President Trump has made many promises. One he repeatedly made on the campaign trail was that he would favor a strong stance on imports of steel to bolster the American Steel industry.
American steel was once the backbone of industry. Our abundant natural resources and strong work ethic made American steel second to none. That was then. Imported steel that is subsidized by foreign governments has flooded the market with cheap steel. This process, known as “dumping,” has decimated the steel industry and hurt the American worker.
President Trump has promised to return American steel to its former glory. Will he fulfill that promise?
In June of 2016, Donald Trump said the following:
We are going to put American-produced steel back into the backbone of our country. This alone will create massive numbers of jobs.
The way that happens is by controlling the lower grade steel that comes into America, primarily from China. President Trump talked a pretty big game about his tough negotiating skills, especially when it comes to China. It’s time to see some that toughness.
A stronger stance and even new tariffs will be backed up by findings from an investigation underway by the Department of Commerce into steel dumping. Dumping artificially low-priced steel into the US market undercuts domestic steel company’s ability to compete. The administration can bring it to an end with sanctions against the offending countries.
The Commerce Department’s investigation falls under Section 232 of the Trade Expansion Act of 1962 and authorizes the Secretary of Commerce to conduct comprehensive investigations to determine the effects of imports of any article on the national security of the United States. The investigation looks into a number of areas including, “domestic production needed for projected national defense requirements,” and “domestic industry’s capacity to meet those requirements.” There are other factors but the first two and the “impact of foreign competition on specific domestic industries and the impact of displacement of any domestic products by excessive imports” are all important in this review.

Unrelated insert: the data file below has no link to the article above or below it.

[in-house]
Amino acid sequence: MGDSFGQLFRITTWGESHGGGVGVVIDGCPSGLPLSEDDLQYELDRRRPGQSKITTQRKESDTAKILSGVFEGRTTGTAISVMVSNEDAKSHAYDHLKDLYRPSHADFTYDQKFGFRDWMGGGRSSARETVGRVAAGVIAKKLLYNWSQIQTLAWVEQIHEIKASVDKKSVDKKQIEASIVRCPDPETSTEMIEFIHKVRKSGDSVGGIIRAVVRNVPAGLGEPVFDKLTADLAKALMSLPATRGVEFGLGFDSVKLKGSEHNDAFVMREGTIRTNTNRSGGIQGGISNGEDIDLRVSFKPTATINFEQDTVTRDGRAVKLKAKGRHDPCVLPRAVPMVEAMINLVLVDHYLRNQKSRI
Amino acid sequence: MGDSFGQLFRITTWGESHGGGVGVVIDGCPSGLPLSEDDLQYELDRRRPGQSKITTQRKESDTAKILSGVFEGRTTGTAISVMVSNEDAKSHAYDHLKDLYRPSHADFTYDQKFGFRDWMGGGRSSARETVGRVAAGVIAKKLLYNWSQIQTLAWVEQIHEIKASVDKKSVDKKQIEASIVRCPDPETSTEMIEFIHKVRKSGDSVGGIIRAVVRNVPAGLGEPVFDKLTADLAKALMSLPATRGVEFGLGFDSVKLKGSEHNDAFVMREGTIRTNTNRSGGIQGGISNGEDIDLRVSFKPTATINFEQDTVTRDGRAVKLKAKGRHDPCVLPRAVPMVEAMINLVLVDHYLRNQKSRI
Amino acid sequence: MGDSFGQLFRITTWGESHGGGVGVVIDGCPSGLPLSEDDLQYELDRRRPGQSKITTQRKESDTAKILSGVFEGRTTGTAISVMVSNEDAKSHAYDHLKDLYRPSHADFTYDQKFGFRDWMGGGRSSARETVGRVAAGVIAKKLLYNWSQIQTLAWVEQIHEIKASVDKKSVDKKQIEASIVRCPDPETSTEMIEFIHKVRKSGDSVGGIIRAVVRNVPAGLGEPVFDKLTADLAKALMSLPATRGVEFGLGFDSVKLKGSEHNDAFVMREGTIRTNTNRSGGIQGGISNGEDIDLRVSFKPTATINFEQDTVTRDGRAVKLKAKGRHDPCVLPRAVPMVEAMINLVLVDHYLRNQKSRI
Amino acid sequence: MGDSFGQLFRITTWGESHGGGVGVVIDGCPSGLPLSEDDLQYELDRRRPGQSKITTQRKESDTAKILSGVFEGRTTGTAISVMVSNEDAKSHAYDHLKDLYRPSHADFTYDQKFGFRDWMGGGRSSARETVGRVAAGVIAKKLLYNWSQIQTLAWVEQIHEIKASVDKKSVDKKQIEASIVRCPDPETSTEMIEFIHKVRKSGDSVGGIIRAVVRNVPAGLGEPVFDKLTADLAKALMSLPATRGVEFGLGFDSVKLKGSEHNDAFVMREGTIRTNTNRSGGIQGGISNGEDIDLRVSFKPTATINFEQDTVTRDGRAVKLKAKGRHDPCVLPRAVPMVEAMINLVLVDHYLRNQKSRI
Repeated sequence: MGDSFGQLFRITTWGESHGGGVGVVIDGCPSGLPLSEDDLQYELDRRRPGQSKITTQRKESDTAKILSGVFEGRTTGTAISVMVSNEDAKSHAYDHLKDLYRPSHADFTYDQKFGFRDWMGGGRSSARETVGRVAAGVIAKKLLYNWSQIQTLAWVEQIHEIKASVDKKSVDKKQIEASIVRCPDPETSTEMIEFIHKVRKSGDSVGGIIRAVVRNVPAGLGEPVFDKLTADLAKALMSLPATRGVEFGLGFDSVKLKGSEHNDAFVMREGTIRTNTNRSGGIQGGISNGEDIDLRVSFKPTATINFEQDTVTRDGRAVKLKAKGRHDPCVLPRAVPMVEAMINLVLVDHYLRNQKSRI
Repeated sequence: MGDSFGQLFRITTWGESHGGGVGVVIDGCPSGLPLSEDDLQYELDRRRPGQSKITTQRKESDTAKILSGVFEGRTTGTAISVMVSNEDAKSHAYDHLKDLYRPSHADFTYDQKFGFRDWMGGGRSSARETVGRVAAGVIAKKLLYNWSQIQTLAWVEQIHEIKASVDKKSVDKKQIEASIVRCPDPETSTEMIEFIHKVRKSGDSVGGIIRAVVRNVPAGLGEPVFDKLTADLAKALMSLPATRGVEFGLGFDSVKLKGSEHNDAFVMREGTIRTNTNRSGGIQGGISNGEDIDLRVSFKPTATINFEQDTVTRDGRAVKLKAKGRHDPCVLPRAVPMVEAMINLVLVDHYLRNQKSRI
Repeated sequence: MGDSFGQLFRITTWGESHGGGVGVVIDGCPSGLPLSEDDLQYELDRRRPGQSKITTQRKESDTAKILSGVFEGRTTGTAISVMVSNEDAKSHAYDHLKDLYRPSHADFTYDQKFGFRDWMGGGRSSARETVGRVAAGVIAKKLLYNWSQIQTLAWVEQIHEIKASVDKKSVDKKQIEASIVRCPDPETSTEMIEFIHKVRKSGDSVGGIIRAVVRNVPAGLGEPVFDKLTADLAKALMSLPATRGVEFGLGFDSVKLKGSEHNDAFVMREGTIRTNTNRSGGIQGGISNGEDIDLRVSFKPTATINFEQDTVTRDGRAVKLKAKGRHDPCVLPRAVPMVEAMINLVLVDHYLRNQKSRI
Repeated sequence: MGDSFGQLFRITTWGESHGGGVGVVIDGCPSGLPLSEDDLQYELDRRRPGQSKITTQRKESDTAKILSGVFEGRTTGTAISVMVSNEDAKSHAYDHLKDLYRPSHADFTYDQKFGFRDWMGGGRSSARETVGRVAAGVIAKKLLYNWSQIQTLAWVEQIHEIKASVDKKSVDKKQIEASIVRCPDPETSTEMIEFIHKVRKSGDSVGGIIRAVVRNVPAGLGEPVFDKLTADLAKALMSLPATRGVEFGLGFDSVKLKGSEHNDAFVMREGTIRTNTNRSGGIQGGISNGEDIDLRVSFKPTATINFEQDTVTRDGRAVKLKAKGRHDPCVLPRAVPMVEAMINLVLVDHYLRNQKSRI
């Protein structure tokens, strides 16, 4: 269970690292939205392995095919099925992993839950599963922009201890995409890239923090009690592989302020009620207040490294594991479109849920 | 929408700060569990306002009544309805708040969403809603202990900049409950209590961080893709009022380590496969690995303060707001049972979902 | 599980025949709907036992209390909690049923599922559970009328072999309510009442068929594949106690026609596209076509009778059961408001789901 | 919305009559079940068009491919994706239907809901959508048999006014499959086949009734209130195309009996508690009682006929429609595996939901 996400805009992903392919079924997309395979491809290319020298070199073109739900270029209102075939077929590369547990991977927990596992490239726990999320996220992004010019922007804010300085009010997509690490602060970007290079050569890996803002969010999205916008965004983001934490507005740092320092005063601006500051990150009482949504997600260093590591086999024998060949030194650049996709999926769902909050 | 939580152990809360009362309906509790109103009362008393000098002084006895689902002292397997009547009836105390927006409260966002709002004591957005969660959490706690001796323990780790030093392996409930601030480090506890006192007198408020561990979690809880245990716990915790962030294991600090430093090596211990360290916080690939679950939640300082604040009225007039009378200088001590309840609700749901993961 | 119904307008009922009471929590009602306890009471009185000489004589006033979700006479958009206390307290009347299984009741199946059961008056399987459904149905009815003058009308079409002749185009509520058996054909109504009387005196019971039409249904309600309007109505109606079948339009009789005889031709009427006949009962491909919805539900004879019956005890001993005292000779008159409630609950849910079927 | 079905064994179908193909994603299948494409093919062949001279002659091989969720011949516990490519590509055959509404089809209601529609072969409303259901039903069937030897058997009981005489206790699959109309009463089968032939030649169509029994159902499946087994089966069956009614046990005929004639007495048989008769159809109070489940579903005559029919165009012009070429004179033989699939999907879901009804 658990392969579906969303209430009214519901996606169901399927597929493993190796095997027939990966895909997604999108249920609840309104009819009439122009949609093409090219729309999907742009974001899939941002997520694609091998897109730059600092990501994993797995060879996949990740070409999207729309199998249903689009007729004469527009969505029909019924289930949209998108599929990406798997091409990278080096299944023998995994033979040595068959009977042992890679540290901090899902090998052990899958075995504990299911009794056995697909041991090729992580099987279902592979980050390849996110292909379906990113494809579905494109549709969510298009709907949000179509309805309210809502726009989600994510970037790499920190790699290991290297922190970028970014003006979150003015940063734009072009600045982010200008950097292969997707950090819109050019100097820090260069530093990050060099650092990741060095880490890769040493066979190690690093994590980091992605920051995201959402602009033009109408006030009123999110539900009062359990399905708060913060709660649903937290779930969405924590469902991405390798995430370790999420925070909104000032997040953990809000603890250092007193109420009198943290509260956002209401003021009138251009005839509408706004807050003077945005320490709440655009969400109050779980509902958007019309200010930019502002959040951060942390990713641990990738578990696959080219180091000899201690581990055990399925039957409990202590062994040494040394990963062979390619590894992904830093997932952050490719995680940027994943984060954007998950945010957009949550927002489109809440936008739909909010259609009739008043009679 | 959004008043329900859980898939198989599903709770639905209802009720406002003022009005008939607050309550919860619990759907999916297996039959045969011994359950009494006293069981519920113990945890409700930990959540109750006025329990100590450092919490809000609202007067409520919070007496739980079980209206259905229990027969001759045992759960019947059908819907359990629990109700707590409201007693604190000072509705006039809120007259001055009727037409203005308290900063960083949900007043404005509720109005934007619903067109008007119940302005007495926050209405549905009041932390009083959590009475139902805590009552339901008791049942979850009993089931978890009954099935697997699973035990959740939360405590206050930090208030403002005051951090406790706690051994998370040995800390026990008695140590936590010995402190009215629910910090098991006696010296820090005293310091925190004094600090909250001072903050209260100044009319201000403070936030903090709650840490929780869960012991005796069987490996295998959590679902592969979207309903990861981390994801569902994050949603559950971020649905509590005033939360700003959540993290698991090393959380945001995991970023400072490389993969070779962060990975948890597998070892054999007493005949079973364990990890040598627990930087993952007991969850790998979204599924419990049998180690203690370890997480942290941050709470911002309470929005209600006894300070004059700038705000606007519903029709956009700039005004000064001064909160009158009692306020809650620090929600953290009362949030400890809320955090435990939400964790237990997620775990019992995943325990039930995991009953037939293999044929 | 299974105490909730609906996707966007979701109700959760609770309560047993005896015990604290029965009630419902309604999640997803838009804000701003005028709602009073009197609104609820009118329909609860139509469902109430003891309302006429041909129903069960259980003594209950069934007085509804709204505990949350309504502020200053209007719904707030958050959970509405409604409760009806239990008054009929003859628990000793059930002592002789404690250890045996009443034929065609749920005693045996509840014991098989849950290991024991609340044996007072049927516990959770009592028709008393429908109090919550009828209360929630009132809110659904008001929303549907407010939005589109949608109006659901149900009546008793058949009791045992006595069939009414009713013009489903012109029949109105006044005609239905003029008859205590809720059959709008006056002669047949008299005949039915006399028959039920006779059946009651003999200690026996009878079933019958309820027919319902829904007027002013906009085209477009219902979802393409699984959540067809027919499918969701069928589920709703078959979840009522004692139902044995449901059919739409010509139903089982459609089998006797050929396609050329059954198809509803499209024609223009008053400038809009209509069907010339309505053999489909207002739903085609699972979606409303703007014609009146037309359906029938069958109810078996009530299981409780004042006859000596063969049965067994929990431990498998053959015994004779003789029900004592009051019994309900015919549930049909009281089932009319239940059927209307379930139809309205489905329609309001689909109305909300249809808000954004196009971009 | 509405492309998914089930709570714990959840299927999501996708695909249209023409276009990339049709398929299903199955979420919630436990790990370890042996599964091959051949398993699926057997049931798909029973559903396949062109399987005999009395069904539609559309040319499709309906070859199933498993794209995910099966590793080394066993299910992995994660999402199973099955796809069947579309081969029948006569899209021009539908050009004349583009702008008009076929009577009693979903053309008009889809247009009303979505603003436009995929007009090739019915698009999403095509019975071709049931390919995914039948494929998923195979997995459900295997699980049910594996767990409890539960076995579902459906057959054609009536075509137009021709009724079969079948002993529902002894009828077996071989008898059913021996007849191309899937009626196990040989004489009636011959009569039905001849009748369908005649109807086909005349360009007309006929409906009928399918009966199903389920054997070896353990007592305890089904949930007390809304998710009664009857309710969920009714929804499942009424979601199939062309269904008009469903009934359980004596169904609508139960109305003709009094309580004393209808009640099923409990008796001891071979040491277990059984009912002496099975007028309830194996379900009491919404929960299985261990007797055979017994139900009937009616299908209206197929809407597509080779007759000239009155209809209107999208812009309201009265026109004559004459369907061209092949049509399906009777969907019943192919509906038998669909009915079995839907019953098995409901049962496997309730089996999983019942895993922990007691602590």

Trump considers the steel dilemma a matter of national security that goes beyond trade. Our domestic steel production is important to our ability to produce military vehicles and weapons. If our companies are not capable of producing the steel we need and we become reliant on foreign steel we are weakened as a nation and at the mercy of others who may not have our best interests at heart. Would you trust steel produced in Michigan over steel from Beijing for American tanks or ships or planes?
Trump said of the investigation that it “will look at how steel imports are impacting the United States national security, taking into account foreign practices such as steel dumping. These are some of the great steel companies of our country. Now, some of those companies were much bigger years ago. U.S. Steel would be an example, and others would be examples. But they were much — these were the greatest companies in the world years ago. And today, they’ve been hurt but they’ll be great again. And they’ll be great, I think, very soon. We’re going to impose very, very strict regulations on unfair competition from the outside world.”
President Trump has the ability to make good on this promise. It will involve putting forth his true conservative principles for all the world to see. The countries that are subsidizing their steel imports in a direct effort to hurt American companies must be stopped. The market would stabilize and true market value of steel would once again be found. American companies would thrive.
Making American steel strong again is imperative for our national security and to create jobs right here for the American worker.